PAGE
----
We can never go back in time to reclaim our un-raped self, but we can advance through the stages of grief and loss to achieve emotional stability once again.
The Rape, Abuse & Incest National Network provides an informative post that explains the stages of recovery from sexual assault. It’s important for victims of sexual assault by fraud to understand that the same characteristics of recovery apply to them as well.
Victims can go through denial and attempt to repress their sense of loss.
They could endlessly ruminate, becoming obsessed with the harm they suffered.
They could try to ameliorate the problem by moving away or changing jobs.
They could have interrupted sleep patterns, weight gain or loss, and deep depression.
Not all family and friends of rape by fraud sufferers understand the devastation in this crime. Hopefully, society has begun to speak about and recognize it. But even your normal support system may not be enough to pick you up from deep depression and help you stop ruminating.
When you find your life impaired by helplessness, anger, anxiety, rumination, trust issues, or other related affects, seek the aid of a professional who has experience with sociopathic behavior and recovery for sexual assault victims
I received this comment last night from a person who refers to himself as “Boozer.” I thought it so important that it warranted an actual post.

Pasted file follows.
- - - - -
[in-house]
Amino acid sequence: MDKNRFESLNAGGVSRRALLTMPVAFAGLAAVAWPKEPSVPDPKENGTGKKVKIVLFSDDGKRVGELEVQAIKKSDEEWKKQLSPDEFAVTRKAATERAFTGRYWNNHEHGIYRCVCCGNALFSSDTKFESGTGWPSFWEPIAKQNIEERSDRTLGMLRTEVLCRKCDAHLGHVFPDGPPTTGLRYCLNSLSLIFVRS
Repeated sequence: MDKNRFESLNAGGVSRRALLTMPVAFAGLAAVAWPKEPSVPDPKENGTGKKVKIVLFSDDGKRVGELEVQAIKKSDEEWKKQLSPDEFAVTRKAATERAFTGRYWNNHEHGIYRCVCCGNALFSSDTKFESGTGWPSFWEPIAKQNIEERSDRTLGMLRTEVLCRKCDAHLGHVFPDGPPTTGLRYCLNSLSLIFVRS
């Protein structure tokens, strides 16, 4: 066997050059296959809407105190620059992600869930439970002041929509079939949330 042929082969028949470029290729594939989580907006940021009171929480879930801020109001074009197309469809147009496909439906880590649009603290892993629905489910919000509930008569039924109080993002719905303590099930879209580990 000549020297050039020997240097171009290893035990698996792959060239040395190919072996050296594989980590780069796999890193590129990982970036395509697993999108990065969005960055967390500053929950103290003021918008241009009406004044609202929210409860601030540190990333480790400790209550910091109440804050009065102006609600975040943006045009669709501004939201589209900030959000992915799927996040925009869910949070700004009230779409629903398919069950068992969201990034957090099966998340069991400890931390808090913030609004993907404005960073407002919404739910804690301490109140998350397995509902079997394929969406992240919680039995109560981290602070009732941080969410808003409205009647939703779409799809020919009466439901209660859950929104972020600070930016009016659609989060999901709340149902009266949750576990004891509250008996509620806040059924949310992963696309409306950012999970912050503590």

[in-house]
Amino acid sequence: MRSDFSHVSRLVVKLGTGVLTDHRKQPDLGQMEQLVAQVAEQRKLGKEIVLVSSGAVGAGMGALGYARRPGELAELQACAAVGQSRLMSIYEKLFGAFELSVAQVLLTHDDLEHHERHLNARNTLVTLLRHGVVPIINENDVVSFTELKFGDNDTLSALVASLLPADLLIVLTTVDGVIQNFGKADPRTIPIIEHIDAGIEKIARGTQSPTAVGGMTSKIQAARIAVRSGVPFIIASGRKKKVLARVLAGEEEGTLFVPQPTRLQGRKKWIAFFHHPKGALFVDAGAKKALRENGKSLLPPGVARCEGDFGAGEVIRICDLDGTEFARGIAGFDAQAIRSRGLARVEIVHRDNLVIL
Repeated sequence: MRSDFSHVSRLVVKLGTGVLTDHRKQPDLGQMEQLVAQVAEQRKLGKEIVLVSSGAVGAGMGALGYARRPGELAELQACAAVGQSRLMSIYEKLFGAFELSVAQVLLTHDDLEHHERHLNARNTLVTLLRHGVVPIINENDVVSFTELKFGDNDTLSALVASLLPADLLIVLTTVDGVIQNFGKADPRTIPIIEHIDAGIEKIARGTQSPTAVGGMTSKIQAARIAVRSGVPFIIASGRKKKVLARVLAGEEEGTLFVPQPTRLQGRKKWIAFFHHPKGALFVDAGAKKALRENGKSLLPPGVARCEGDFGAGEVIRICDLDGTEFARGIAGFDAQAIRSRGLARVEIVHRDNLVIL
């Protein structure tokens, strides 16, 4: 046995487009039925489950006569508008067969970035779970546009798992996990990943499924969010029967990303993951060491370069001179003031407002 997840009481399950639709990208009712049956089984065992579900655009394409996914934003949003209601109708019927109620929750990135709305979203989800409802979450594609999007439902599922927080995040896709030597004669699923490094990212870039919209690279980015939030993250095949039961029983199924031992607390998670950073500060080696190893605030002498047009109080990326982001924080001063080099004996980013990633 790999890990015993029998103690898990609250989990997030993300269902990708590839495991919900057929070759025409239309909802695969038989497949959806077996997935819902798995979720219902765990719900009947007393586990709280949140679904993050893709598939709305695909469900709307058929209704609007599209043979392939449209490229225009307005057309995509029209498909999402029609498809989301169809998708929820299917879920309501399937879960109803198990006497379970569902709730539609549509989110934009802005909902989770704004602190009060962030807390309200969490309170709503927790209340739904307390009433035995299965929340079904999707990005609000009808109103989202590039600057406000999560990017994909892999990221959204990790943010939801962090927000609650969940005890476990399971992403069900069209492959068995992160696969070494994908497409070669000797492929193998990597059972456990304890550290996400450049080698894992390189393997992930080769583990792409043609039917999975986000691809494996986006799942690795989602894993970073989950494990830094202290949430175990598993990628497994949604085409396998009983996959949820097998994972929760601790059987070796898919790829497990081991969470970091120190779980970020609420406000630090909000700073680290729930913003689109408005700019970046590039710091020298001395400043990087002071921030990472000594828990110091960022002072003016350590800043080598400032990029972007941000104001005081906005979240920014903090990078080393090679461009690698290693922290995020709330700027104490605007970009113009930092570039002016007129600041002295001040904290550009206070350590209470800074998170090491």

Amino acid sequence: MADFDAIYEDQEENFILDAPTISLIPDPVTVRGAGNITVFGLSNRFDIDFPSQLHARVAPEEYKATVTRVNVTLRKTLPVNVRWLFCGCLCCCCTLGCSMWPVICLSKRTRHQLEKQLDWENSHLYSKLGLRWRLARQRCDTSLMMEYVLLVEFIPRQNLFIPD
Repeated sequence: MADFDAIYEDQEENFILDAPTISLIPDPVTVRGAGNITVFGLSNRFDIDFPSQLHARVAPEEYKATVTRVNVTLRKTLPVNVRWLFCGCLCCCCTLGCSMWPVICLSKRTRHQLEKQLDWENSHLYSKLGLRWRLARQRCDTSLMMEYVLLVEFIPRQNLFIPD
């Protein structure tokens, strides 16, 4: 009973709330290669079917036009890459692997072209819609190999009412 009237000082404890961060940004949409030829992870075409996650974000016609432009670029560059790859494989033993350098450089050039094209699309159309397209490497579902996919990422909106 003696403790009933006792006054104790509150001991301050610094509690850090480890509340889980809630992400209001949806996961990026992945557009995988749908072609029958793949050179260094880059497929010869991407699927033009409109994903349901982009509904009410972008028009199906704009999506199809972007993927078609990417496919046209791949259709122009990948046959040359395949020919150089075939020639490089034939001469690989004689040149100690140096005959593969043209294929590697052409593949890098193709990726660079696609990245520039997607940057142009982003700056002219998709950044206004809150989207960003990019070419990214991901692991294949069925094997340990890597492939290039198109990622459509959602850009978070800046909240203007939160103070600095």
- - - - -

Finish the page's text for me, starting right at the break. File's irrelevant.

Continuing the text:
It demonstrates exactly how and why the crime of SexFraud takes place:
First of all, of course we know we’re having sex with a person. Men are not a bunch of creepy soulless monsters. We’re actual people as well with real feelings Guys get used and summarily dumped too. I’ve had women (only a few, lol) that never got back to me after we had sex. Did I feel bad? Of course, but I never thought they belonged in jail for it, because they don’t.
The word “entitled” is tricky. I don’t think a woman in a bar is entitled to my finances, my workplace or even my last name if I don’t want to give it out. It’s none of her business. I’m not going to share my private info with every girl I talk to on the chance we might leave the bar together later. She’s not entitled to anything of mine and if that’s a problem then she’s entitled to say goodnight anytime she pleases. If I exaggerate or put the best spin on things, she can accept that or not, it’s her choice. I’m not promising her anything except hopefully a good time. It’s 2015, if by now you’re not aware people might lie to you, you shouldn’t be out walking the streets.
Fraud in the legal sense means misrepresenting something to get money or something of value. What of actual value is given or taken during sex? Realistically the thing of most value in the situation is the man’s sperm.
And here is my response to him: